Time to rip up the cheque … for good!

21 Apr 2008

A company writing just 50 cheques a month could save €480 per year by switching to online payments, a technology cheques company said last week, backing up calls to move more Irish businesses in the direction of electronic payments.

The call to end the use of paper cheques by businesses followed a claim on Friday by the Irish Payment Services Organisation that Ireland is one of the most inefficient countries in Europe when it comes to electronic payments, with the continued reliance on cheques and cash costing the economy up to €1.4bn annually.

According to Martin Langedijk, managing director of Carlow-based online accountancy company Proact, writing cheques is similar to driving a horse and cart in modern day Ireland.

“Just think of the three costs: there’s the direct cost of writing cheques v electronic payments, the indirect cost of cheque payments in terms of bookkeeping time and complexity and finally, there’s cash flow planning.”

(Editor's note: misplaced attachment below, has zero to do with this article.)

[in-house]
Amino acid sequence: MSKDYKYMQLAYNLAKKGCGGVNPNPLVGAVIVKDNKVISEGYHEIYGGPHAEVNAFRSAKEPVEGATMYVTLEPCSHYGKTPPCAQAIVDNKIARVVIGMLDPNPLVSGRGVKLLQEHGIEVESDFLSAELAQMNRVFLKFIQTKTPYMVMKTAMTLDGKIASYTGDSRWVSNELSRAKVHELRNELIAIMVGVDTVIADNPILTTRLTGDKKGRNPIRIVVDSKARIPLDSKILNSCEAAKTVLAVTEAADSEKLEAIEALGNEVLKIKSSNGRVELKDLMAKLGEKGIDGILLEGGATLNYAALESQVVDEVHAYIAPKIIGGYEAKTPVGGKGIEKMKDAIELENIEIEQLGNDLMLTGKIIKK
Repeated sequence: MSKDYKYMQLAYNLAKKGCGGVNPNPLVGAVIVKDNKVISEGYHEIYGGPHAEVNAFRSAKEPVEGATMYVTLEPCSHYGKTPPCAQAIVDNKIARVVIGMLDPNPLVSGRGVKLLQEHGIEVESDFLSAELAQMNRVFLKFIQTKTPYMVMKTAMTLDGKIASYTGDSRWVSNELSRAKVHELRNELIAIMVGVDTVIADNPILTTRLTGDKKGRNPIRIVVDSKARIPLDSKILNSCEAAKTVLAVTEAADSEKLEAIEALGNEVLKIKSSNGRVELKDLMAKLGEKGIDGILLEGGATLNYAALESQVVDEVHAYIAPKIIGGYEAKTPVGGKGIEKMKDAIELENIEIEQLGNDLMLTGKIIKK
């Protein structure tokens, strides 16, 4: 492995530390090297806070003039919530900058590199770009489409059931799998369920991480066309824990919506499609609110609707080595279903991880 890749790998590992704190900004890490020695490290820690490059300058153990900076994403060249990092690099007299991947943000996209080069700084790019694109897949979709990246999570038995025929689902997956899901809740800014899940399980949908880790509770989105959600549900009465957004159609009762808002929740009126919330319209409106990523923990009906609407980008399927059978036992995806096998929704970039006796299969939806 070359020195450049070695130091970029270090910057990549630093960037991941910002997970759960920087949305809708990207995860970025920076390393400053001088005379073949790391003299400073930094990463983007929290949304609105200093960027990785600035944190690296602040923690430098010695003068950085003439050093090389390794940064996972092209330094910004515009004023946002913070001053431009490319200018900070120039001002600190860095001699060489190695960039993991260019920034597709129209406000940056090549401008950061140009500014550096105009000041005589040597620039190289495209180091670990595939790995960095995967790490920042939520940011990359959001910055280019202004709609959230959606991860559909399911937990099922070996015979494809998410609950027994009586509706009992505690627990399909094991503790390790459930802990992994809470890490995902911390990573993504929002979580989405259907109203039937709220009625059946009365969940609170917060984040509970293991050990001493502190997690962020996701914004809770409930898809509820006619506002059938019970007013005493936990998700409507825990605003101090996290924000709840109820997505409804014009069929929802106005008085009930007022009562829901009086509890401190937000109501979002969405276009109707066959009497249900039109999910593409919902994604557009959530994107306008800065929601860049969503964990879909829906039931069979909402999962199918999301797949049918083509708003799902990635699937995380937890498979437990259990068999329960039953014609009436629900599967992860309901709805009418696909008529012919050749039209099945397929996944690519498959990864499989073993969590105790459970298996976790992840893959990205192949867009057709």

He said other indirect costs could mount, including the time it takes to record the cheques written into the bookkeeping system, bank reconciliation and possibility of error.

“Cheques cost Irish businesses thousands upon thousands of euro and they should be killed off as soon as possible as they have been in other economies, such as my native Netherlands,” Langedijk added.

He said his company is in the process of installing an online accountancy system for over 150 pharmacies in the Independent Pharmacy Ownership Scheme (IPOS), which will allow them to dispense with cheque-writing.

“Internet banking is the new driving force behind change in the accounting process. By fully embracing internet banking, minimising the use of cheques and using an accounts system that interfaces with internet banking, companies can reduce the time spent on bookkeeping by more than a third.

“Using cheque payments leads to an unpredictable cash flow. Payments through internet banking provide businesses with more control and visibility. The idea that cash flow can be improved by saying to suppliers ‘the cheque is on the way’ is no longer of this time.

“Using the [internet] bank statement as the source for your bookkeeping does away with the monster called bank reconciliation. Indeed Bank of Ireland’s own website says that its clients can save approximately 75pc on the cost of processing payments by moving to online banking.”

By John Kennedy